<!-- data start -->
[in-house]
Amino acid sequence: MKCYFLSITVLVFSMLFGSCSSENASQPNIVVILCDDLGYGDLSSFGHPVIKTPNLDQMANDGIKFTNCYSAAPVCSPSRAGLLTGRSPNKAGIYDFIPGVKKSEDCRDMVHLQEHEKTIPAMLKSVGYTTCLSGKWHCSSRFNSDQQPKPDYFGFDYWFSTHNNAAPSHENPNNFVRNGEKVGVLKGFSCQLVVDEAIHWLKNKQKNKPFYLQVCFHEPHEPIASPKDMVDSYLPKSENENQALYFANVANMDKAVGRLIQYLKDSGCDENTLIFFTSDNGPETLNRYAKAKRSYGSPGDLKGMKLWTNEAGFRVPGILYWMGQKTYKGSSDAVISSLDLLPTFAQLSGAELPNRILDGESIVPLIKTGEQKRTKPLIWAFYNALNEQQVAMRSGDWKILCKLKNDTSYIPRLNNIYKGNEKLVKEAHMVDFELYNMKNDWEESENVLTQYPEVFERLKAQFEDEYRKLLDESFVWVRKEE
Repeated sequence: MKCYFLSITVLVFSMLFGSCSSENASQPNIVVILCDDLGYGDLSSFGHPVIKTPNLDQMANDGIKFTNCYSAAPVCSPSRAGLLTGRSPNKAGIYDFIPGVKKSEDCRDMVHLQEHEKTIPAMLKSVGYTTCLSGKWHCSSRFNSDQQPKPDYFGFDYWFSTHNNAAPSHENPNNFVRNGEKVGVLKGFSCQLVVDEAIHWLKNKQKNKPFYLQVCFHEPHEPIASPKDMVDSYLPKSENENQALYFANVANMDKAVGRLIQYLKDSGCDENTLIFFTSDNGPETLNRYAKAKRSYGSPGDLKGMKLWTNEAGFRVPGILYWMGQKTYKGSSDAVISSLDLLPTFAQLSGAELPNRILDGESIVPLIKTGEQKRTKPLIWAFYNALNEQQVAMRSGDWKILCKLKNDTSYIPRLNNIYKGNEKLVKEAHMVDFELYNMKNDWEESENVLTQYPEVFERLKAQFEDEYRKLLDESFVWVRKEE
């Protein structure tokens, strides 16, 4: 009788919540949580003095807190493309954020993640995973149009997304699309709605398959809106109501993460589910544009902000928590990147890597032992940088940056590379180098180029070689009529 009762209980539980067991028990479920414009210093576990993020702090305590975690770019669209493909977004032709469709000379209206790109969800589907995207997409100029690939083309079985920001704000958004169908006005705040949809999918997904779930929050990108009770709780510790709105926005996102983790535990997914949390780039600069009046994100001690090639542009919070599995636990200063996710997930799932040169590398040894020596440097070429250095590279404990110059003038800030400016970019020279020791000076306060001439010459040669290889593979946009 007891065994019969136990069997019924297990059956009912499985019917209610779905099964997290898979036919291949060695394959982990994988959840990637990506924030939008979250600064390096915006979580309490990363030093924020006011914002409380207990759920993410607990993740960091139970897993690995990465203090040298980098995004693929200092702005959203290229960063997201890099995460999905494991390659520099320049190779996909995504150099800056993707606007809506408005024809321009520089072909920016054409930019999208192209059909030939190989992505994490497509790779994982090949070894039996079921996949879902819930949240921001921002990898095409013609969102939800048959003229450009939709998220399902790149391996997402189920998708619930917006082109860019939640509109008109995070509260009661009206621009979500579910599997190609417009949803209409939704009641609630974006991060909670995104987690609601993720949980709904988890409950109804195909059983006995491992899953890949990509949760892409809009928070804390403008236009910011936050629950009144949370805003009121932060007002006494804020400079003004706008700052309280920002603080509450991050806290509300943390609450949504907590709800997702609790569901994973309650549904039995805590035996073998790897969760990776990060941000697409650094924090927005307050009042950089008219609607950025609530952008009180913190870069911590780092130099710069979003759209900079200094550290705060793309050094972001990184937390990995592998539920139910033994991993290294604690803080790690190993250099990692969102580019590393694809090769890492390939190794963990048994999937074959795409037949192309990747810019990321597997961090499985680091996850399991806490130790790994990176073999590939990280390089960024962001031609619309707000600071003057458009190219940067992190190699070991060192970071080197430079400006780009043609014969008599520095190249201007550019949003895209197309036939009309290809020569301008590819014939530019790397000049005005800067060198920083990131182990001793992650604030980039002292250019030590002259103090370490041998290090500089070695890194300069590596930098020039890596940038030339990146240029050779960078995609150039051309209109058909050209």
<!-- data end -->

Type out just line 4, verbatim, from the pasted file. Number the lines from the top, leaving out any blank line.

């Protein structure tokens, strides 16, 4: 009788919540949580003095807190493309954020993640995973149009997304699309709605398959809106109501993460589910544009902000928590990147890597032992940088940056590379180098180029070689009529 009762209980539980067991028990479920414009210093576990993020702090305590975690770019669209493909977004032709469709000379209206790109969800589907995207997409100029690939083309079985920001704000958004169908006005705040949809999918997904779930929050990108009770709780510790709105926005996102983790535990997914949390780039600069009046994100001690090639542009919070599995636990200063996710997930799932040169590398040894020596440097070429250095590279404990110059003038800030400016970019020279020791000076306060001439010459040669290889593979946009 007891065994019969136990069997019924297990059956009912499985019917209610779905099964997290898979036919291949060695394959982990994988959840990637990506924030939008979250600064390096915006979580309490990363030093924020006011914002409380207990759920993410607990993740960091139970897993690995990465203090040298980098995004693929200092702005959203290229960063997201890099995460999905494991390659520099320049190779996909995504150099800056993707606007809506408005024809321009520089072909920016054409930019999208192209059909030939190989992505994490497509790779994982090949070894039996079921996949879902819930949240921001921002990898095409013609969102939800048959003229450009939709998220399902790149391996997402189920998708619930917006082109860019939640509109008109995070509260009661009206621009979500579910599997190609417009949803209409939704009641609630974006991060909670995104987690609601993720949980709904988890409950109804195909059983006995491992899953890949990509949760892409809009928070804390403008236009910011936050629950009144949370805003009121932060007002006494804020400079003004706008700052309280920002603080509450991050806290509300943390609450949504907590709800997702609790569901994973309650549904039995805590035996073998790897969760990776990060941000697409650094924090927005307050009042950089008219609607950025609530952008009180913190870069911590780092130099710069979003759209900079200094550290705060793309050094972001990184937390990995592998539920139910033994991993290294604690803080790690190993250099990692969102580019590393694809090769890492390939190794963990048994999937074959795409037949192309990747810019990321597997961090499985680091996850399991806490130790790994990176073999590939990280390089960024962001031609619309707000600071003057458009190219940067992190190699070991060192970071080197430079400006780009043609014969008599520095190249201007550019949003895209197309036939009309290809020569301008590819014939530019790397000049005005800067060198920083990131182990001793992650604030980039002292250019030590002259103090370490041998290090500089070695890194300069590596930098020039890596940038030339990146240029050779960078995609150039051309209109058909050209």